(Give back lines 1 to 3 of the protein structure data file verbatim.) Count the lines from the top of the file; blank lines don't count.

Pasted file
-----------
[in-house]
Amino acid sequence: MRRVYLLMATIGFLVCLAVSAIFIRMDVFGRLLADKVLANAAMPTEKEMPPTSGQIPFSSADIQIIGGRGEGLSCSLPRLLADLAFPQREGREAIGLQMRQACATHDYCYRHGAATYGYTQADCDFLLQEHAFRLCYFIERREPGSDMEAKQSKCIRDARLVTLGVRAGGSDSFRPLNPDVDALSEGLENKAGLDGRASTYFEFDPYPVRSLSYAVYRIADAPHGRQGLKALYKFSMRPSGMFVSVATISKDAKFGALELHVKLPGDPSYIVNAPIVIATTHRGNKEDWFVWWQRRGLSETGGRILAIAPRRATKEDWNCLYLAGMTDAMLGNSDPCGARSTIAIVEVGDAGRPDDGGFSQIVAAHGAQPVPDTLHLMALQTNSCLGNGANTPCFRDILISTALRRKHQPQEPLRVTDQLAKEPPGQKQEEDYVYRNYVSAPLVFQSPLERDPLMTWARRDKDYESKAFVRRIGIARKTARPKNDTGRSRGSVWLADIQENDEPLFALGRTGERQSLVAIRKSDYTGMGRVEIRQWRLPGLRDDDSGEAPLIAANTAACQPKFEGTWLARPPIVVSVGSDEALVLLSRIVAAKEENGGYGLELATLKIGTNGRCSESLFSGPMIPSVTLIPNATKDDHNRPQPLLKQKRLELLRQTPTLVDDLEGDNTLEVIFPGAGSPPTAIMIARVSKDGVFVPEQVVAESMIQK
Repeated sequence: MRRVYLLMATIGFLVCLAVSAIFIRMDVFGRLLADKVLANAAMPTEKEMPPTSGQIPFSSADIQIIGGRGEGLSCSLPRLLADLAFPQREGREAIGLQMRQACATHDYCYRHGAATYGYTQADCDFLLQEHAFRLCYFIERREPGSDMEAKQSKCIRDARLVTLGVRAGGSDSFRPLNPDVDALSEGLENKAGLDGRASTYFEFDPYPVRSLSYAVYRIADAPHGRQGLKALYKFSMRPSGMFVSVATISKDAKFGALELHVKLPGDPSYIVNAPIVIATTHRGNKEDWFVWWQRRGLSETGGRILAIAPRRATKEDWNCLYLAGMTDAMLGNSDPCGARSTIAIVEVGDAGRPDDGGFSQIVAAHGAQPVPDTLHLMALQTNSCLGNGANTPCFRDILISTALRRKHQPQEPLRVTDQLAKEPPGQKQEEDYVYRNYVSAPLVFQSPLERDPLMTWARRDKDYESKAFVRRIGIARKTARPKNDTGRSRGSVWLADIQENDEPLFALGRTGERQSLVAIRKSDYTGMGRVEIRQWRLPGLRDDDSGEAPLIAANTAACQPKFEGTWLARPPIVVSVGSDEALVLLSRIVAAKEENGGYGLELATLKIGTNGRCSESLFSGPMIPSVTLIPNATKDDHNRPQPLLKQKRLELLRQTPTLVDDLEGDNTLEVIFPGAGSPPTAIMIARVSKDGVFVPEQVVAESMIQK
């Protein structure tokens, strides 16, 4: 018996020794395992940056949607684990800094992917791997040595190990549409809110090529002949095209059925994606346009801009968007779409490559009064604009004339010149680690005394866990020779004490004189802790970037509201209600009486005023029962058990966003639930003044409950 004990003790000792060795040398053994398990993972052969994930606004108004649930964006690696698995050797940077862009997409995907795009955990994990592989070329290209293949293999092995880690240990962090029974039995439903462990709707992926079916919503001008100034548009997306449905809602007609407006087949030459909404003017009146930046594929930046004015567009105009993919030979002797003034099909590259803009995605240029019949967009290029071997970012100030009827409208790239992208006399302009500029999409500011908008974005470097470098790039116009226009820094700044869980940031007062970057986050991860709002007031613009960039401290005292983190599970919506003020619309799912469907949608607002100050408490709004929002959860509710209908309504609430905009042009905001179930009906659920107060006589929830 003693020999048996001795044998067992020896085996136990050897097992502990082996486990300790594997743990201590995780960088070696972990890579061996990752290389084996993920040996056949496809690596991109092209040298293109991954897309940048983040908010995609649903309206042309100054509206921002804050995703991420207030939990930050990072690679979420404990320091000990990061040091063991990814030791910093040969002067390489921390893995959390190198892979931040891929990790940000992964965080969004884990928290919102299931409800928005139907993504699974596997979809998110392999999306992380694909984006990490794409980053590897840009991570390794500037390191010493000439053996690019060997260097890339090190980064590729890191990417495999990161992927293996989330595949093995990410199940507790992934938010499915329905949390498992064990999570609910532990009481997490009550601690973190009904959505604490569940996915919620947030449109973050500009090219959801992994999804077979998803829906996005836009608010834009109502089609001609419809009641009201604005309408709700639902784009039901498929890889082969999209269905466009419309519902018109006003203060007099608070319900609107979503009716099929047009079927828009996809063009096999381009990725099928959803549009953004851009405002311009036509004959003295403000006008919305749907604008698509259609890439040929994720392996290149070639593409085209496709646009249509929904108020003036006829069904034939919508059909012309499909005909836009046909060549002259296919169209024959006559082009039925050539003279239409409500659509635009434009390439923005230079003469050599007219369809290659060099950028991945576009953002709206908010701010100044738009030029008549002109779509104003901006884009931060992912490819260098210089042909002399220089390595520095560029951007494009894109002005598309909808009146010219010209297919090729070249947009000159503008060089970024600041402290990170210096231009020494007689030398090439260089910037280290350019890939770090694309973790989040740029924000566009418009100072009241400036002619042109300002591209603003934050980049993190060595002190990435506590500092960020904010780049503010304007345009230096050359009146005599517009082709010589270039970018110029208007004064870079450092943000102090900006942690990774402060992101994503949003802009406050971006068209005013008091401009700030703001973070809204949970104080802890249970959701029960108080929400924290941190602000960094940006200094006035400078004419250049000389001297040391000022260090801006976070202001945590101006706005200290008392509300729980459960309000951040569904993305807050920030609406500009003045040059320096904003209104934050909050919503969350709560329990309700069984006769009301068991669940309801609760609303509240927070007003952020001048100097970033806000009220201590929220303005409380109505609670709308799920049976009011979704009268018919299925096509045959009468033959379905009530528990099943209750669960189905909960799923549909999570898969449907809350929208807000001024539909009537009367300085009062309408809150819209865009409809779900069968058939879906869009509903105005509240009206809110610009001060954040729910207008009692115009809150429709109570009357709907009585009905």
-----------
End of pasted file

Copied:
[in-house]
Amino acid sequence: MRRVYLLMATIGFLVCLAVSAIFIRMDVFGRLLADKVLANAAMPTEKEMPPTSGQIPFSSADIQIIGGRGEGLSCSLPRLLADLAFPQREGREAIGLQMRQACATHDYCYRHGAATYGYTQADCDFLLQEHAFRLCYFIERREPGSDMEAKQSKCIRDARLVTLGVRAGGSDSFRPLNPDVDALSEGLENKAGLDGRASTYFEFDPYPVRSLSYAVYRIADAPHGRQGLKALYKFSMRPSGMFVSVATISKDAKFGALELHVKLPGDPSYIVNAPIVIATTHRGNKEDWFVWWQRRGLSETGGRILAIAPRRATKEDWNCLYLAGMTDAMLGNSDPCGARSTIAIVEVGDAGRPDDGGFSQIVAAHGAQPVPDTLHLMALQTNSCLGNGANTPCFRDILISTALRRKHQPQEPLRVTDQLAKEPPGQKQEEDYVYRNYVSAPLVFQSPLERDPLMTWARRDKDYESKAFVRRIGIARKTARPKNDTGRSRGSVWLADIQENDEPLFALGRTGERQSLVAIRKSDYTGMGRVEIRQWRLPGLRDDDSGEAPLIAANTAACQPKFEGTWLARPPIVVSVGSDEALVLLSRIVAAKEENGGYGLELATLKIGTNGRCSESLFSGPMIPSVTLIPNATKDDHNRPQPLLKQKRLELLRQTPTLVDDLEGDNTLEVIFPGAGSPPTAIMIARVSKDGVFVPEQVVAESMIQK
Repeated sequence: MRRVYLLMATIGFLVCLAVSAIFIRMDVFGRLLADKVLANAAMPTEKEMPPTSGQIPFSSADIQIIGGRGEGLSCSLPRLLADLAFPQREGREAIGLQMRQACATHDYCYRHGAATYGYTQADCDFLLQEHAFRLCYFIERREPGSDMEAKQSKCIRDARLVTLGVRAGGSDSFRPLNPDVDALSEGLENKAGLDGRASTYFEFDPYPVRSLSYAVYRIADAPHGRQGLKALYKFSMRPSGMFVSVATISKDAKFGALELHVKLPGDPSYIVNAPIVIATTHRGNKEDWFVWWQRRGLSETGGRILAIAPRRATKEDWNCLYLAGMTDAMLGNSDPCGARSTIAIVEVGDAGRPDDGGFSQIVAAHGAQPVPDTLHLMALQTNSCLGNGANTPCFRDILISTALRRKHQPQEPLRVTDQLAKEPPGQKQEEDYVYRNYVSAPLVFQSPLERDPLMTWARRDKDYESKAFVRRIGIARKTARPKNDTGRSRGSVWLADIQENDEPLFALGRTGERQSLVAIRKSDYTGMGRVEIRQWRLPGLRDDDSGEAPLIAANTAACQPKFEGTWLARPPIVVSVGSDEALVLLSRIVAAKEENGGYGLELATLKIGTNGRCSESLFSGPMIPSVTLIPNATKDDHNRPQPLLKQKRLELLRQTPTLVDDLEGDNTLEVIFPGAGSPPTAIMIARVSKDGVFVPEQVVAESMIQK